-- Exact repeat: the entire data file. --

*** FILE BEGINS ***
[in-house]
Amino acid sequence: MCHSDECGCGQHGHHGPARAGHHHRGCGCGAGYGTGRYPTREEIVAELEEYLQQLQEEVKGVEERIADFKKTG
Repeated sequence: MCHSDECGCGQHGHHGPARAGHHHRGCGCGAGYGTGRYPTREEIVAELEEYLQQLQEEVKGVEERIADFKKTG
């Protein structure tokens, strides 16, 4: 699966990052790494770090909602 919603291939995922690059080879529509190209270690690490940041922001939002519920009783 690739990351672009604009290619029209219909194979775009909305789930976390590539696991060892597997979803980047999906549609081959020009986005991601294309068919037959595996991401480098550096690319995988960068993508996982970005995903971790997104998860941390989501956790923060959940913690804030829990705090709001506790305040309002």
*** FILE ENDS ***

[in-house]
Amino acid sequence: MCHSDECGCGQHGHHGPARAGHHHRGCGCGAGYGTGRYPTREEIVAELEEYLQQLQEEVKGVEERIADFKKTG
Repeated sequence: MCHSDECGCGQHGHHGPARAGHHHRGCGCGAGYGTGRYPTREEIVAELEEYLQQLQEEVKGVEERIADFKKTG
């Protein structure tokens, strides 16, 4: 699966990052790494770090909602 919603291939995922690059080879529509190209270690690490940041922001939002519920009783 690739990351672009604009290619029209219909194979775009909305789930976390590539696991060892597997979803980047999906549609081959020009986005991601294309068919037959595996991401480098550096690319995988960068993508996982970005995903971790997104998860941390989501956790923060959940913690804030829990705090709001506790305040309002």